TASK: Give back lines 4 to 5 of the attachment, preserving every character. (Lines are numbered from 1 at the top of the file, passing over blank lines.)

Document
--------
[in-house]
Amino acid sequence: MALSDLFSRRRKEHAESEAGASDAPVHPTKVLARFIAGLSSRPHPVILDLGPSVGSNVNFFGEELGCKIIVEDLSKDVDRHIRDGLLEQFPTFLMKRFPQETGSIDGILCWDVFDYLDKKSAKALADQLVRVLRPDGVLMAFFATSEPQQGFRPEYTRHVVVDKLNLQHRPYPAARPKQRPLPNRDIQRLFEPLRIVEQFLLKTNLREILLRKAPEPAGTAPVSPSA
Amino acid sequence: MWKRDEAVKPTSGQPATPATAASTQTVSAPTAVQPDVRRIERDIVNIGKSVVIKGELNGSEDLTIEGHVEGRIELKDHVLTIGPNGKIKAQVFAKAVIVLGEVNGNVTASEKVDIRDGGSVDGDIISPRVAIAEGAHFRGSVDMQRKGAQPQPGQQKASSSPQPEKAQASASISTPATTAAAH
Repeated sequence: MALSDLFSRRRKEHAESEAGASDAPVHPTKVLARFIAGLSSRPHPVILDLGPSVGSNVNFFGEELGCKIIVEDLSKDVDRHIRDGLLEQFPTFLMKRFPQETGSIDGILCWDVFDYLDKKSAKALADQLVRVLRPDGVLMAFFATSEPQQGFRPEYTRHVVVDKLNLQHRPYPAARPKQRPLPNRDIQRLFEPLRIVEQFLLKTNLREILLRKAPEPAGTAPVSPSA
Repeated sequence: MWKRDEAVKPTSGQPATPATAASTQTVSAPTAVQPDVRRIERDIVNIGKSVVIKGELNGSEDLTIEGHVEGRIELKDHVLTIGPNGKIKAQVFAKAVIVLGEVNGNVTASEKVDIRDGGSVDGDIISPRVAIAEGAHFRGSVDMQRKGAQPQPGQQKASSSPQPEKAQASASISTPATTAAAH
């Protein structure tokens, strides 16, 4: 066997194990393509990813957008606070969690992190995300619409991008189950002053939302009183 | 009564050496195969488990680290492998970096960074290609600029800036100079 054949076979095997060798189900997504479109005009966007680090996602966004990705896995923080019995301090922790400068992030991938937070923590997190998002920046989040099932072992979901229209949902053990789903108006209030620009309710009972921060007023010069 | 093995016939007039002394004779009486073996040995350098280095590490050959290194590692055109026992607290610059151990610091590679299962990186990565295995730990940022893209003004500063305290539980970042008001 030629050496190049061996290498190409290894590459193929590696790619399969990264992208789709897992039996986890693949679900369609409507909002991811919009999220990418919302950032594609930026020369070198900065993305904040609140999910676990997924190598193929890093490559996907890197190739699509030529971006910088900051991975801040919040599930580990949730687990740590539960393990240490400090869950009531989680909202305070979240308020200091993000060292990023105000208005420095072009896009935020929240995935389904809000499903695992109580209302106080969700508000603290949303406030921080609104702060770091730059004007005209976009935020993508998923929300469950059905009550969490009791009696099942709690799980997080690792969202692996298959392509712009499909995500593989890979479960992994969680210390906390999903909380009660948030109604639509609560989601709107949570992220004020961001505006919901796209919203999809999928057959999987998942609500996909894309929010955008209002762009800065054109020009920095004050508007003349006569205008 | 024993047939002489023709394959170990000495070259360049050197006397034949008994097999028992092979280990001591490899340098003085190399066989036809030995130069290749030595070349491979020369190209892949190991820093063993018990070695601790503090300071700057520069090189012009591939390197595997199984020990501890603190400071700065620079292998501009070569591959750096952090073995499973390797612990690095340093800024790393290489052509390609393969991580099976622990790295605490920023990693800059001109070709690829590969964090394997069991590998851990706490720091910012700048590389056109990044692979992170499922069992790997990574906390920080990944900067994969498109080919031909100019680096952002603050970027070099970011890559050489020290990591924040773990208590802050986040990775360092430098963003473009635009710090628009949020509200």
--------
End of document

Repeated sequence: MALSDLFSRRRKEHAESEAGASDAPVHPTKVLARFIAGLSSRPHPVILDLGPSVGSNVNFFGEELGCKIIVEDLSKDVDRHIRDGLLEQFPTFLMKRFPQETGSIDGILCWDVFDYLDKKSAKALADQLVRVLRPDGVLMAFFATSEPQQGFRPEYTRHVVVDKLNLQHRPYPAARPKQRPLPNRDIQRLFEPLRIVEQFLLKTNLREILLRKAPEPAGTAPVSPSA
Repeated sequence: MWKRDEAVKPTSGQPATPATAASTQTVSAPTAVQPDVRRIERDIVNIGKSVVIKGELNGSEDLTIEGHVEGRIELKDHVLTIGPNGKIKAQVFAKAVIVLGEVNGNVTASEKVDIRDGGSVDGDIISPRVAIAEGAHFRGSVDMQRKGAQPQPGQQKASSSPQPEKAQASASISTPATTAAAH